Triton Food Pantry Finishes Construction

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Triton Food Pantry in the Old Student Center.

The Triton Food Pantry, which is heading into its two-year anniversary, completed construction last Thursday and is expanding its services into the former Associated Students Soft Reserves space.

Renovations began over winter break and were scheduled to be finished by the end of break but were unexpectedly delayed. While the pantry has been running during construction, it is expected to use its new space and to be fully operational to serve as a basic needs center for students by Spring Quarter 2017.

The pantry, which provides emergency food relief to students, works on a point-based system, A.S. President Daniel Juarez explained.

“We’re an open-service, no questions asked. What that means is that students can come in and have 10 points, and they can get as many products totalling up to the 10 points that they get a week,” Juarez said.

The pantry receives funds from the UC’s Office of the President through the Global Food Initiative, a program created by UCOP to help increase food security among students. That money given to UCOP through the initiative is then distributed to other UC campuses, where it is utilized in different ways. The pantry receives money from other sources as well, ranging from college councils to individual donations.

“Almost all campuses put money toward a pantry of some sort, which we’ve also done with that funding,” Juarez said. “A.S. [Council] puts some money into [the pantry], we have an in with the college councils. As of now each college council gives $1,000 for the food pantry. We received a couple donations as well. We’ve been lucky to receive that. Last year, we were able to do our crowdsourcing campaign to get donations, so that is another aspect of how we’re hoping to get more money. But as for next year, we need to get more money, our service is growing. Students are still growing hungry.”

According to Juarez, the pantry received its highest number of visits during the Fall 2016 academic quarter, with 3,397 visits. Some of those visits may have consisted of returning students.

“Of those students, around 58 percent were women, 41 percent were identified as male, 40 percent of the students were seniors, 22 were juniors, 11 were sophomores and 10 were freshmen, and 17 percent of the students were graduate students,” Juarez said.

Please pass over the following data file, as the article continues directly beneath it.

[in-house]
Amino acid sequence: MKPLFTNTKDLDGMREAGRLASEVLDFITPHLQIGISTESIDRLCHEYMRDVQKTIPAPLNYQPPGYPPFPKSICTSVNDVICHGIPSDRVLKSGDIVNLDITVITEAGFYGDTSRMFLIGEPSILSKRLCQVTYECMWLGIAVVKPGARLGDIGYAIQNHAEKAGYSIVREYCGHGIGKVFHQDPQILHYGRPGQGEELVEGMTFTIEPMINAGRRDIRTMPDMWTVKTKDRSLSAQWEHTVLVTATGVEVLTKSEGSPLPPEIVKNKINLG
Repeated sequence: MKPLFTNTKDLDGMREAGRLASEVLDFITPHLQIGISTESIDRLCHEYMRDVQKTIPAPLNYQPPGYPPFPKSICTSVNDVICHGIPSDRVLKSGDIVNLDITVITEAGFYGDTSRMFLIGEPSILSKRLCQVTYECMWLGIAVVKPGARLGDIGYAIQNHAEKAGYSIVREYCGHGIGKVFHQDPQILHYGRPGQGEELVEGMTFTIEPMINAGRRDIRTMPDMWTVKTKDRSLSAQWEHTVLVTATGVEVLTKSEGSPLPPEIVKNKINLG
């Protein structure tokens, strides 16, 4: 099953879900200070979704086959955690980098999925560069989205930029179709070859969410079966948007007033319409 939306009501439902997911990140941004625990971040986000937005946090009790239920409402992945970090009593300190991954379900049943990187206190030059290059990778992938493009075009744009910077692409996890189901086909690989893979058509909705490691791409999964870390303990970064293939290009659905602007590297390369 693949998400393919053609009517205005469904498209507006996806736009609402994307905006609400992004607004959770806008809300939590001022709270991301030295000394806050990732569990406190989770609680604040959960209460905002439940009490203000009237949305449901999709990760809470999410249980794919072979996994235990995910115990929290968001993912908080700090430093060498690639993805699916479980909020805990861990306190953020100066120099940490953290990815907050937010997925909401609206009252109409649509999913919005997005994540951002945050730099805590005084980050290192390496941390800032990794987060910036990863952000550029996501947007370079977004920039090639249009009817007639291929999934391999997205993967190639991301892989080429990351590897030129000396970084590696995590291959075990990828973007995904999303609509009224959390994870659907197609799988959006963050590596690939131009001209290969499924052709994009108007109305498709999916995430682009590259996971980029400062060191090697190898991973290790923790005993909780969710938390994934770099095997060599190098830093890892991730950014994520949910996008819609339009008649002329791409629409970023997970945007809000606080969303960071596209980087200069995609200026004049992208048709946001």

With the new expansion, the pantry is planning to hire a basic needs coordinator to help implement programs to help limit student hunger.

Muir College junior Stephany Gonzalez, the student outreach manager at the pantry, told the UCSD Guardian that the coordinator position will involve assisting students in receiving federally mandated state food benefits.

“The expansion will involve housing and security resources, so by having a basic needs coordinator, this employee will be able to streamline students into CalFresh, a nutrition assistance program,” Gonzalez said. “Students who face food insecurity to a higher degree will be able to apply to this federal-level nutrition assistance program.”

The pantry encourages students to utilize the service when needed without having to admit their food insecurity. First-timers can expect a brief history of the pantry and an explanation of the service’s point-based system.  

“You get what you need, and you go out. We don’t want it to be an intimidating experience. Nobody has to validate themselves to get the help. I think for me, that is my most genuine belief. We’re not going to make you tell us why you’re food insecure and have to relive that. We want to offer the help. We want to make sure that help is accessible,” Juarez said.

The pantry is open five days a week, and operates from 9 a.m. to 2 p.m on Mondays and Wednesdays, 2 p.m. to 5 p.m. on Tuesdays and Thursdays and from 10 a.m. to 12 p.m. on Fridays.